Still, optimists pointed to the household survey, which questions workers to determine the jobless rate. That survey found that more people reported new jobs, 541,000, than reported jobs lost, 430,000. The work force participation rate, which reflects people working or looking for work, also rose slightly as the jobless rate dipped.
"Despite the obvious disappointment of the failure to show a gain in employment in January, we judge there is more good news than bad news in this report," a research note from forecaster RDQ Economics said.
If the jobs report confounded investors Friday, problems in the European Union scared them. The problem isn't so much that a nation defaults on its sovereign debt — the bonds that individual countries issue — but that such a default could trigger a chain reaction of global panic similar to what happened after the bankruptcy of U.S. investment giant Lehman Brothers in September 2008.
That scenario would add to the hurt on American shores, since it would slow the global economy, bring more bank losses and hurt U.S. exports.
Even without a panic, weaker European economies such as Spain's and Portugal's already face a credit crisis as they're hit with higher borrowing costs because investors consider them riskier bets.
An economic slowdown in Europe would hurt Main Street America because exports have been one of the few drivers of economic growth, and Europe is a chief buyer of everything from farm products to expensive U.S. technology.
If Greece and other nations default on their debts, that also could unleash a new wave of contagion, and countries from Iceland to Argentina could find themselves unable to make good on their commitments to bondholders. This would bring even more losses at global financial institutions just as they're beginning to claw back from the brink of collapse.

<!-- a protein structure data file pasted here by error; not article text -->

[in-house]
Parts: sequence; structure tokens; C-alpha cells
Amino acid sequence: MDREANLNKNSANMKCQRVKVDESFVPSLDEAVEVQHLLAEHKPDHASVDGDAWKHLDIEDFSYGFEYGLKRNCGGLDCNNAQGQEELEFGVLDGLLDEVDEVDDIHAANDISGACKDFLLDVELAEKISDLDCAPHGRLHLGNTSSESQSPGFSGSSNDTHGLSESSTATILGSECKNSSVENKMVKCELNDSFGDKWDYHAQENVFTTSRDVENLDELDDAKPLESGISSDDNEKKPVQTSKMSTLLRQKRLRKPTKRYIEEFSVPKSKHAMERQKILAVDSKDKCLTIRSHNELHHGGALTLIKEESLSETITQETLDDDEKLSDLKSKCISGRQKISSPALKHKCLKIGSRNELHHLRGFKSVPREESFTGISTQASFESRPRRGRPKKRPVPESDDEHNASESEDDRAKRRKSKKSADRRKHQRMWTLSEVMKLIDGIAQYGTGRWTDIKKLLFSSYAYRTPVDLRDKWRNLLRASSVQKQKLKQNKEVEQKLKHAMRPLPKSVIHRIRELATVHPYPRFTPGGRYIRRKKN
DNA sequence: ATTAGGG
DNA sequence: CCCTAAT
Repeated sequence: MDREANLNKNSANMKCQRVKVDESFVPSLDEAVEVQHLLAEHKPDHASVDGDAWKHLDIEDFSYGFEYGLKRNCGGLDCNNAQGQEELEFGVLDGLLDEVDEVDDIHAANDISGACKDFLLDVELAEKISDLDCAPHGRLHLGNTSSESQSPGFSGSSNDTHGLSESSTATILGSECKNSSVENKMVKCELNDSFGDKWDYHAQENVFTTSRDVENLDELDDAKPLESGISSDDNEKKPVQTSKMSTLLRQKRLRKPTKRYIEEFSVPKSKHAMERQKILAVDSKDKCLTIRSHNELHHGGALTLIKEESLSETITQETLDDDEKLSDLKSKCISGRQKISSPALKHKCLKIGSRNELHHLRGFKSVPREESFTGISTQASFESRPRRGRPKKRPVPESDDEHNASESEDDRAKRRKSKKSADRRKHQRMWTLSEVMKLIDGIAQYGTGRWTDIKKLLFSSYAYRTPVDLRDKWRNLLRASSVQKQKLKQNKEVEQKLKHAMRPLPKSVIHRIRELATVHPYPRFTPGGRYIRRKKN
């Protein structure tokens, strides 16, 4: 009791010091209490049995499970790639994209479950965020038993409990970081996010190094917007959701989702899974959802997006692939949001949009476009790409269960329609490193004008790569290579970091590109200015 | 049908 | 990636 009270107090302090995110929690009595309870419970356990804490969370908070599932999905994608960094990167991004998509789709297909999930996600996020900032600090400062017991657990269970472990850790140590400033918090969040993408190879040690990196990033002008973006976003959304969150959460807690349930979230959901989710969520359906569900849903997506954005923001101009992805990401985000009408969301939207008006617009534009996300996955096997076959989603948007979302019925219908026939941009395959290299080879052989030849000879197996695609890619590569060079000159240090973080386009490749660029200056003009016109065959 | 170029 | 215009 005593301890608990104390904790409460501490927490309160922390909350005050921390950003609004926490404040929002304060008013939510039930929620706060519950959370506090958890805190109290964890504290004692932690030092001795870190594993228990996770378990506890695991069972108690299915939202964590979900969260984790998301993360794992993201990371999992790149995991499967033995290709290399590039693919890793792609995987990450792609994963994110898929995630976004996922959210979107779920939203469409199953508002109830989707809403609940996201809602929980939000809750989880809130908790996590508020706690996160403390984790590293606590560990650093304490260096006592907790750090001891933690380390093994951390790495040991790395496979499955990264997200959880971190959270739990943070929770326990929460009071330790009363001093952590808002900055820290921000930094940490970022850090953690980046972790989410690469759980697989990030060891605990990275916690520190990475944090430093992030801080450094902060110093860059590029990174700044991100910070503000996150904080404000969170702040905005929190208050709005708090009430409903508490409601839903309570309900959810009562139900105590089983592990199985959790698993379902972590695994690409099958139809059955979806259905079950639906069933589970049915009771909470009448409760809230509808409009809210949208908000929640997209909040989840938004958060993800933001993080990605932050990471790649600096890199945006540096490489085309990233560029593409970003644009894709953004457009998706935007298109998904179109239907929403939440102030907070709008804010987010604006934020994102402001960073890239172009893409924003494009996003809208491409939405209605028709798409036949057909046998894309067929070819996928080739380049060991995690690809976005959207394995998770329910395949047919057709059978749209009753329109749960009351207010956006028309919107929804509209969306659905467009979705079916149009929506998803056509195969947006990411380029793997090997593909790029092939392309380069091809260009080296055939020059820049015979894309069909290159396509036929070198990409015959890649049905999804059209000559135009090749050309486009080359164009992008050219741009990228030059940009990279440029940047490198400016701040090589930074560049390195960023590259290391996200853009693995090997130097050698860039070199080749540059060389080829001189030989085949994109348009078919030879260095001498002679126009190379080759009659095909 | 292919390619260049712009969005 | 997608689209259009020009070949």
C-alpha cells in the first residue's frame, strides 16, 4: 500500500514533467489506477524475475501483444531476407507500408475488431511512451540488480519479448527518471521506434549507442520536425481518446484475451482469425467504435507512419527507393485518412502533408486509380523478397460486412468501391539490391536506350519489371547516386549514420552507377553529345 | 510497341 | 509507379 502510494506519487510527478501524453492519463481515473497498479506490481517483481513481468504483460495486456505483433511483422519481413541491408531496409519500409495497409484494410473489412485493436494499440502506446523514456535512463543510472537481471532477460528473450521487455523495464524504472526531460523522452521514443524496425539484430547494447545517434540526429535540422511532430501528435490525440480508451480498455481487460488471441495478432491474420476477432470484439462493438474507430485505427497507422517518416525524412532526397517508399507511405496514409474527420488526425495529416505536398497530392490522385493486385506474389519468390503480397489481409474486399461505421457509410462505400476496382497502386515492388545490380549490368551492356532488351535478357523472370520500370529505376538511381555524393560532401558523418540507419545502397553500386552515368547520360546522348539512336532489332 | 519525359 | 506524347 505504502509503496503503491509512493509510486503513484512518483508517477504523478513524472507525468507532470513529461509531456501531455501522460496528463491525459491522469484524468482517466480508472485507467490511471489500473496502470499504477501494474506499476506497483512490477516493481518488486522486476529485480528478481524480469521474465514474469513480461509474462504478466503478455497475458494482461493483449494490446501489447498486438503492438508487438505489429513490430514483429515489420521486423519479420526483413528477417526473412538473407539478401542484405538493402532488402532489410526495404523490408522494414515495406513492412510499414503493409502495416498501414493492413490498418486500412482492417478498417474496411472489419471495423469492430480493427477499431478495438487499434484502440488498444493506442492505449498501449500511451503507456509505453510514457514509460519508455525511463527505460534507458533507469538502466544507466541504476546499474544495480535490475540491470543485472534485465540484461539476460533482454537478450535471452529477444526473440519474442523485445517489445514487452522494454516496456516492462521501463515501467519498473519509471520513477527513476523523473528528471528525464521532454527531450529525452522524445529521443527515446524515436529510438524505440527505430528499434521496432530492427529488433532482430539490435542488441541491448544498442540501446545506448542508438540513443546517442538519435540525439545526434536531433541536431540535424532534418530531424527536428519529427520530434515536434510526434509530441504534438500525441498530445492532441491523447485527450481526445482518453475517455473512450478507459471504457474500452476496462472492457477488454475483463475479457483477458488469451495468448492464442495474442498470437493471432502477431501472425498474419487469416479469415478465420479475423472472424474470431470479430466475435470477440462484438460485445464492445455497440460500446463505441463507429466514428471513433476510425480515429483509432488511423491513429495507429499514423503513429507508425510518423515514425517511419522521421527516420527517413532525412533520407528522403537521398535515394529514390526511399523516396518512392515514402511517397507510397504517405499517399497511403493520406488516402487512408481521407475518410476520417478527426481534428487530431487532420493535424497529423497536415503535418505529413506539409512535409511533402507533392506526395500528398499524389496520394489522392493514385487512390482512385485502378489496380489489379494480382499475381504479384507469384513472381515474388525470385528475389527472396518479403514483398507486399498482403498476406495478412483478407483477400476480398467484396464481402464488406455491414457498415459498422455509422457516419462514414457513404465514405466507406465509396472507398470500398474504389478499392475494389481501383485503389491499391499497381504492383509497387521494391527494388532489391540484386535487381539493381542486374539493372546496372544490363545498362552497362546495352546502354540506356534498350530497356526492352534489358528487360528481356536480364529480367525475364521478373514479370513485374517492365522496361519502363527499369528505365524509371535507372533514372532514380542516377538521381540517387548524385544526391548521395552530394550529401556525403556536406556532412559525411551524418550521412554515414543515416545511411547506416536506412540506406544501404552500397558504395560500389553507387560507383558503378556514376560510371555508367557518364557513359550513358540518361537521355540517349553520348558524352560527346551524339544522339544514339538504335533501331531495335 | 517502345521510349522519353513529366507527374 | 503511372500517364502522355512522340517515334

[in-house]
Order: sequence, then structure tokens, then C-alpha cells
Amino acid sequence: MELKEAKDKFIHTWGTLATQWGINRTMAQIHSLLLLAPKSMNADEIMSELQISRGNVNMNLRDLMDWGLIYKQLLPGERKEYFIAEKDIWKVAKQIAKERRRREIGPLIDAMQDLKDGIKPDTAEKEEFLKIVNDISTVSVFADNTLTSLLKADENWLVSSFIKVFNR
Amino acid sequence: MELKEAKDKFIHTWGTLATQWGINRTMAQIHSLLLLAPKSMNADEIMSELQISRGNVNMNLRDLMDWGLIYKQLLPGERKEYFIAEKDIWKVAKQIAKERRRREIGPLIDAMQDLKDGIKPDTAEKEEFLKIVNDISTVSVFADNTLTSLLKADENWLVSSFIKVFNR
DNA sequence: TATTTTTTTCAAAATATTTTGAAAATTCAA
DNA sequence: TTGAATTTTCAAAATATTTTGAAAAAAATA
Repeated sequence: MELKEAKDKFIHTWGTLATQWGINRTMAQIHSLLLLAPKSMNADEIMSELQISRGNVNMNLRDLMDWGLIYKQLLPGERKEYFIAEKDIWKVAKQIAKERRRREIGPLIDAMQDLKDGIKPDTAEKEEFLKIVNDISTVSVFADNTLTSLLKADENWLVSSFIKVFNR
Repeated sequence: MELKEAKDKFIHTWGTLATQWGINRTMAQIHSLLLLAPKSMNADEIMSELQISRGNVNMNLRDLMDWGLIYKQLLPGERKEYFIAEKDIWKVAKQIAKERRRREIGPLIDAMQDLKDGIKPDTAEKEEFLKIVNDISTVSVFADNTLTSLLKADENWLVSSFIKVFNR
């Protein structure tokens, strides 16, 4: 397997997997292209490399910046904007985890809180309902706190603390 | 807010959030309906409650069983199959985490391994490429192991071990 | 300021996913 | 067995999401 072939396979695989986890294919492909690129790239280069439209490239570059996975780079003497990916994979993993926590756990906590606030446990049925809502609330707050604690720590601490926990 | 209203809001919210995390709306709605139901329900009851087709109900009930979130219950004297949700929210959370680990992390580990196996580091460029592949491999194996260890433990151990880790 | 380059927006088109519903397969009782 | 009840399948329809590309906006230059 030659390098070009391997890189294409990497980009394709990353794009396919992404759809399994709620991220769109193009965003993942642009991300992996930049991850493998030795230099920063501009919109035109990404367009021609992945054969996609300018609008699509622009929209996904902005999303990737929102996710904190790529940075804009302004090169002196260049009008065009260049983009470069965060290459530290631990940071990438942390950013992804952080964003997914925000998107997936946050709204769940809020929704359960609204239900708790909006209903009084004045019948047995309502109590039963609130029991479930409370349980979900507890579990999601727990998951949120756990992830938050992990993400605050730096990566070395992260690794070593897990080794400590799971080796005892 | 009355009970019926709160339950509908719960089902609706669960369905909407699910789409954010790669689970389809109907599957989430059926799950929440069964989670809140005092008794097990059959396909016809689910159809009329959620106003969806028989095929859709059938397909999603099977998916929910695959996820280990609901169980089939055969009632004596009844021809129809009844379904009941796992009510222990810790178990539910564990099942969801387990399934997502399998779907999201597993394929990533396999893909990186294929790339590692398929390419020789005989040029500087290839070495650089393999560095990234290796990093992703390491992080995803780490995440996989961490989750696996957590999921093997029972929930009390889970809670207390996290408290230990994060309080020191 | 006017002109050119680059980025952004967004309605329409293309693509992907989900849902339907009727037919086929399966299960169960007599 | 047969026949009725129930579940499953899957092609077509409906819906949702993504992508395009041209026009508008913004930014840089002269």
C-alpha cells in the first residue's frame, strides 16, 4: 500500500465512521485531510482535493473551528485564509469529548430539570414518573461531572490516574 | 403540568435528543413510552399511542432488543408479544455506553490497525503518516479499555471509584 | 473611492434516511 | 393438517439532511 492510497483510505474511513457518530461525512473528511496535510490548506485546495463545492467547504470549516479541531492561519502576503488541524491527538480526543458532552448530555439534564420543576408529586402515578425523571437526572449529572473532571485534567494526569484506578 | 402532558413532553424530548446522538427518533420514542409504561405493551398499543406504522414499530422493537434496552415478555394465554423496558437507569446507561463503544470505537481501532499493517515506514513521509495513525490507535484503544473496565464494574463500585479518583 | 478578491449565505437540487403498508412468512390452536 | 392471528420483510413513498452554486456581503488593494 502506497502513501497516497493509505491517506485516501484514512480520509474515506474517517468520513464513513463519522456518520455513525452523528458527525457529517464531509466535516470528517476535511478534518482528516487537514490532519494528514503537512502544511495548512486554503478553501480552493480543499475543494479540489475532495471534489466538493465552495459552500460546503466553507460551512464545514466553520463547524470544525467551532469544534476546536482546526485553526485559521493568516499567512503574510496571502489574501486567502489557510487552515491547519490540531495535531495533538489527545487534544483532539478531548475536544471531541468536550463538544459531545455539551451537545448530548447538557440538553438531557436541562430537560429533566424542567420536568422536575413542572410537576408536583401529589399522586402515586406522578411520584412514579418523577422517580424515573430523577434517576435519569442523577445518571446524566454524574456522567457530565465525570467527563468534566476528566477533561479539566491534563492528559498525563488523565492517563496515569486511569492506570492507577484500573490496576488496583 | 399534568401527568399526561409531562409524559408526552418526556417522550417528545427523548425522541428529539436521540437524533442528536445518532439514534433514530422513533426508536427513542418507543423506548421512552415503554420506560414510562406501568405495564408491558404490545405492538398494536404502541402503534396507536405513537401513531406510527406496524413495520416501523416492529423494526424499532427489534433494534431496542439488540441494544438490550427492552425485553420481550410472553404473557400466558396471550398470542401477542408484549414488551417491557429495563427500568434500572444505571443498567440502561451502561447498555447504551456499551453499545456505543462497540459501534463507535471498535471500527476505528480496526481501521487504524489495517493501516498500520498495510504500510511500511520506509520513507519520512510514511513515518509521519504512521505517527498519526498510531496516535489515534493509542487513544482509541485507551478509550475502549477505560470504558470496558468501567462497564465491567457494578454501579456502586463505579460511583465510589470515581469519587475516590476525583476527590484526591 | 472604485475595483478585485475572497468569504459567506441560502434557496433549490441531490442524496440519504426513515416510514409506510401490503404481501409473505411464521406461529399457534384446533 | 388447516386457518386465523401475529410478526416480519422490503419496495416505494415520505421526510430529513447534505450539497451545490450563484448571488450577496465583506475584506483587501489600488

Alan Levenson, the chief economist of investment-management firm T. Rowe Price, warned in a note to investors that renewed financial market turbulence "could cause a pullback in business-decision making that would interrupt the economy's forward progress."
If the future is uncertain, today's economic problems seem to be improving gradually.
January's jobs report found that improvements in hiring continued, but the data conflicted. The Labor Department revised upward the November estimate of a small net gain of 4,000 jobs to show that 64,000 jobs had been added, but statisticians also revised December's estimate, saying that 150,000 jobs were lost that month, not 64,000 as they'd reported previously.
"The job market remains very tough, but headed in the right direction," said Mark Zandi, the chief economist for forecaster Moody's Economy.com in West Chester, Pa. "Job growth should resume this spring."